Participants of the 2019 summer school will explore interdisciplinary approaches towards a sustainable integration of designing disciplines for smart urban mobility and the new urban development area Haven-Stad in Amsterdam. They will deal with the following themes: the role and function of smart urban mobility, including mobility as a service (MaaS) and emerging mobility options; travel behaviour of a growing number of users; sustainability challenges and fairness in transport planning; public and semi-public spaces (and social dynamics therein); exploration of alternative, marginal and emerging social uses of urban developments as meeting places and culture; urban integration in the overall mobility system; the interface between architecture and infrastructure with the urban fabric; programming of future transport nodes and the accessibility to and from such transport hubs of all types of smart mobilities (e.g. conventional public transport, shared mobility, autonomous taxis, etc.).
In a flying visit to Greater Boston, particular urban design themes related to the city of the future have become manifest once again. On the one hand, thoughts on infrastructure and public space need to be interrelated. People move in various ways, yet the faster they move (most likely by individual or collective transport), the less exchange between them will happen. Although highways and rail tracks increase accessibility and connectivity, and are of extreme importance for the metropolis, it is known that these bundles may cause barriers for those present locally, on both sides to meet and greet. The impact of the Central Artery tunnel project and Rose F. Kennedy greenway on the Boston downtown waterfront is a classic example in showing the importance of designing public places and creating walkable space in a dense urban development. Pedestrian spaces, preferably supported with undergoing public transit or smart hubs alike, is only not less space consuming, but also serves the gathering of people in a better way, hence it serves coincidental exchanges between them. The images of a ‘before’ and ‘after’ the dramatic transformation are a clear witness of this. The same is true in the recently developed business improvement districts. In a opposite way the surplus of fast lane infrastructure generated a lack of public place thus human exchange. The transit hubs of the North and South Station areas may be multi-layered centrality hubs which easily could follow the same strategy, yet here little of this is visible here. Current transformation may be just a first step in improving the stations’ premises. With their high potential in the public spheres, they will be definitively the next challenging urban transformation areas in need to be directed by the City. On the other hand, the City as the public government is not alone in this. Other non-gov stakeholders and pro-active citizens join in the urban development too. Historic Washington and Summer Street areas show what can be the impact collaborative improvements and community development. In fact every citizen has impact simply by being present in the city. People are the prime actors in the urban networks and physical systems. They make the urban space public. It is omnipresent when one would simply walk from School-Franklin, Bedford West, and Park Plaza to City Hall, and trace whatever they do and sense in the city. It adds another perspective to future intervention areas.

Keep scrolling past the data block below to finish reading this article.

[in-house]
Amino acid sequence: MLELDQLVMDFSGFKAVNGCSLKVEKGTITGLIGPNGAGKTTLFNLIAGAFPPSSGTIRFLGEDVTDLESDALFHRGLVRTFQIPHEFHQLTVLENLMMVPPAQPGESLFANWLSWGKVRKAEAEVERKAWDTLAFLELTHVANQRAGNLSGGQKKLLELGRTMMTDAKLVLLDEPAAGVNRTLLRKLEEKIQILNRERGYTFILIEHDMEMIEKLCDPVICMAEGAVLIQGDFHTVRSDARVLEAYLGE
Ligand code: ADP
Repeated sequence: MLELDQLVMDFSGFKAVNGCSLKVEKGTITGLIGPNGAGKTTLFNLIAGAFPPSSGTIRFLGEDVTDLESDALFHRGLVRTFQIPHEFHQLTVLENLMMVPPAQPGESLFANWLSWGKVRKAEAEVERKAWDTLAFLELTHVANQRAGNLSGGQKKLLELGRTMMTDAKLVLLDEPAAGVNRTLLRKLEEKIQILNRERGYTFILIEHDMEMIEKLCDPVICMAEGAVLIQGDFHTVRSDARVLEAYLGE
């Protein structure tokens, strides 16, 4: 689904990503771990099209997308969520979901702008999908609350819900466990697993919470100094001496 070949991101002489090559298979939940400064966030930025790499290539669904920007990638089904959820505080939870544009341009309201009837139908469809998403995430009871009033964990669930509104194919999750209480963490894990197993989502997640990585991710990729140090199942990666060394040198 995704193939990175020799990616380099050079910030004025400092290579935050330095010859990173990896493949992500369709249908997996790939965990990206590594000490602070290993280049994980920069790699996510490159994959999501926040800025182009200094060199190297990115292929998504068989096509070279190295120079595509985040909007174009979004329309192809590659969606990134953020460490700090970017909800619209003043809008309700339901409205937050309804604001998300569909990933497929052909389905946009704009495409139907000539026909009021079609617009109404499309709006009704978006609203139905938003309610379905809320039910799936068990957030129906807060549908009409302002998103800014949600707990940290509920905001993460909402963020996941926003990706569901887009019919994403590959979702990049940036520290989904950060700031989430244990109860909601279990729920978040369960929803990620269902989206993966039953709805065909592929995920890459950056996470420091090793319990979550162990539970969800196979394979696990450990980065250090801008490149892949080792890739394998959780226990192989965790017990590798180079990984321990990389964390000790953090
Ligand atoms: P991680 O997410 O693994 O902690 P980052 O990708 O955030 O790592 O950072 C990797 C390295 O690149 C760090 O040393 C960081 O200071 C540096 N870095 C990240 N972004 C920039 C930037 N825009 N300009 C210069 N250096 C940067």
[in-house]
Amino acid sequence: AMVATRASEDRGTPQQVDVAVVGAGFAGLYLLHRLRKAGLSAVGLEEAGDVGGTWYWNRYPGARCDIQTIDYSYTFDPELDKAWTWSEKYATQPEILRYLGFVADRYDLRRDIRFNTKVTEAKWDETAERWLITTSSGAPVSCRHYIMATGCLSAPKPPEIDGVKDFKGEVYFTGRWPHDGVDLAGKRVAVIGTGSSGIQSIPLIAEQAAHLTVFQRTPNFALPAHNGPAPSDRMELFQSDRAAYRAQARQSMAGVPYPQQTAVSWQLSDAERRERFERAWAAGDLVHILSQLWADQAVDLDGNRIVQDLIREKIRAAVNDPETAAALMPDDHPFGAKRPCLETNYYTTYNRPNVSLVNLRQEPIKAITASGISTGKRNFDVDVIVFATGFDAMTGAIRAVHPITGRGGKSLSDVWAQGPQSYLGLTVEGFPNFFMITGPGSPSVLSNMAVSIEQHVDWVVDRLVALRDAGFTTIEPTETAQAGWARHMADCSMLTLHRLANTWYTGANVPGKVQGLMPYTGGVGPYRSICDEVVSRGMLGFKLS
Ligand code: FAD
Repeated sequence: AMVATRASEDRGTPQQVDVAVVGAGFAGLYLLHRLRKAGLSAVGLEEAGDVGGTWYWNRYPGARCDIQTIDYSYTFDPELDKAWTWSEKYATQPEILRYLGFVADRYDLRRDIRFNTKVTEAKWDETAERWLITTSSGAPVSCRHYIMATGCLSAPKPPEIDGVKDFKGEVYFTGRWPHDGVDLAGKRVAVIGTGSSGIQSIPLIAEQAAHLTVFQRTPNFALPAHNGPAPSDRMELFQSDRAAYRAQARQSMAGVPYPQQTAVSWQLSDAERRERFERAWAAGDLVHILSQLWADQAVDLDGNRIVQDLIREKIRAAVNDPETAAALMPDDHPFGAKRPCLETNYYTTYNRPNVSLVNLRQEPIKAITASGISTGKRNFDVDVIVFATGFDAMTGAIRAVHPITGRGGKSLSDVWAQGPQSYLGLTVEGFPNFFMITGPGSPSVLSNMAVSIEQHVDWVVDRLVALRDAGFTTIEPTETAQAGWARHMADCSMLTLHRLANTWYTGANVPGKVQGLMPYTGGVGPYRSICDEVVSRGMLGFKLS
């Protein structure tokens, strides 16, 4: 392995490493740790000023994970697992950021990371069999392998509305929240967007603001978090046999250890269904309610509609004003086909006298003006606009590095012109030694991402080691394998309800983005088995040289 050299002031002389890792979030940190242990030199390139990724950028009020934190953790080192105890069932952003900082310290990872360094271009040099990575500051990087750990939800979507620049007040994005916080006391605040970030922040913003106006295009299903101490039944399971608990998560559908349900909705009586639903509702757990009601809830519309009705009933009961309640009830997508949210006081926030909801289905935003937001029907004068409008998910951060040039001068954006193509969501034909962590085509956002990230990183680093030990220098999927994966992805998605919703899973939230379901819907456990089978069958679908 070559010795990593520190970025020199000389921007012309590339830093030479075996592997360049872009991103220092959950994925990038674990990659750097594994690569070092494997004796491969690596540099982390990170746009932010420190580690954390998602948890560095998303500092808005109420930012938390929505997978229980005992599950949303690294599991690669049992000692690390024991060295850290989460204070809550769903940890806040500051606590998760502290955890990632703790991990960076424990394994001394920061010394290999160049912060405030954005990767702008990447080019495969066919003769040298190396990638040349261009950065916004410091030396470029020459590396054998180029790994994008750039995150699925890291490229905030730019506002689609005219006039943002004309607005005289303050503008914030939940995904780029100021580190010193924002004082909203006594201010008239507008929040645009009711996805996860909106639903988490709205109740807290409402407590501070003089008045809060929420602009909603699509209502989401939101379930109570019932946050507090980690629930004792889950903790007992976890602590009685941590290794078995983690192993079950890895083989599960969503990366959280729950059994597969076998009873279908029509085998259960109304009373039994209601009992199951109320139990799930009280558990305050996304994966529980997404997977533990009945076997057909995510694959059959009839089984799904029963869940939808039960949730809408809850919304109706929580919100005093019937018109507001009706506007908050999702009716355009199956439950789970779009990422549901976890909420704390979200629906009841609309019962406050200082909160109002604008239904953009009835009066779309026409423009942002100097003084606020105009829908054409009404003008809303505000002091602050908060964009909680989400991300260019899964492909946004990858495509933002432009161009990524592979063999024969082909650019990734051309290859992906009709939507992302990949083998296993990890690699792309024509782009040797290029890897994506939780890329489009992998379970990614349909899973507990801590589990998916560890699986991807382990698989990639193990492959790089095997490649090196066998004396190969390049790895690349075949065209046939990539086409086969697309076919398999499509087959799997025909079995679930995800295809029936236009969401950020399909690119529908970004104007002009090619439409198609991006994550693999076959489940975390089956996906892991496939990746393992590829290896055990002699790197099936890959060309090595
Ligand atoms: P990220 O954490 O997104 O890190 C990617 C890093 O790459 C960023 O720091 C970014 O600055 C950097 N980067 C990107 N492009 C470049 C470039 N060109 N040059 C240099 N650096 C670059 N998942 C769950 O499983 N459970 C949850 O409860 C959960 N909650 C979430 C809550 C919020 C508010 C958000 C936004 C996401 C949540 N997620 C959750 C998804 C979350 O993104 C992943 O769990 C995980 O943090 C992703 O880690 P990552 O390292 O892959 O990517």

Boston, 15-17 May 2018
Massachusetts Institute of Technology (MIT)
Boston Planning & Development Agency (BPDA)
Harvard Graduate School of Design (GSD)
Making Cities in Times of Major Transitions
On January 10, 2018, our research ‘The City of the Future’ has starts. This study explores new ways of city making by using five test locations of 1 x 1 km in the cities of Amsterdam, Rotterdam, The Hague, Utrecht and Eindhoven (five most populated cities in The Netherlands). We question how we can interrelate urban development, whilst urban design, planning and engineering, to upcoming challenges like shifts in transport, energy transition, circular economy and other system and network innovations, in times of the next generation of densification.
The Amsterdam Institute for Advanced Metropolitan Solutions (AMS), the Delft Deltas, Infrastructures & Mobility Initiative (DIMI), and the International Forum on Urbanism (IFoU) joined Delft University of Technology in the organisation of the interdisciplinary 2017 Summer School:‘Making the Metropolis: Exploring Interdisciplinary approaches in Metropolitan Design Engineering’.
The Amsterdam Institute for Advanced Metropolitan Solutions (AMS), Delft Deltas, Infrastructures & Mobility Initiative (DIMI), the International Forum on Urbanism (IFoU) and Delft University of Technology join together in the organisation of the interdisciplinary 2017 Summer School: Making the Metropolis, Exploring Interdisciplinary Approaches in Design Engineering. (22 to 30 August 2017, in Delft and Amsterdam)
This summer school starts from the observation that today’s revolution of new technologies, theories and methods are making advanced metropolitan solutions possible, but acknowledges that no single actor or stakeholder can make metropoles move in a specific direction. Metropolitan solutions require cooperation between knowledge institutes, companies and governments, as well as between cities, citizens and civil society.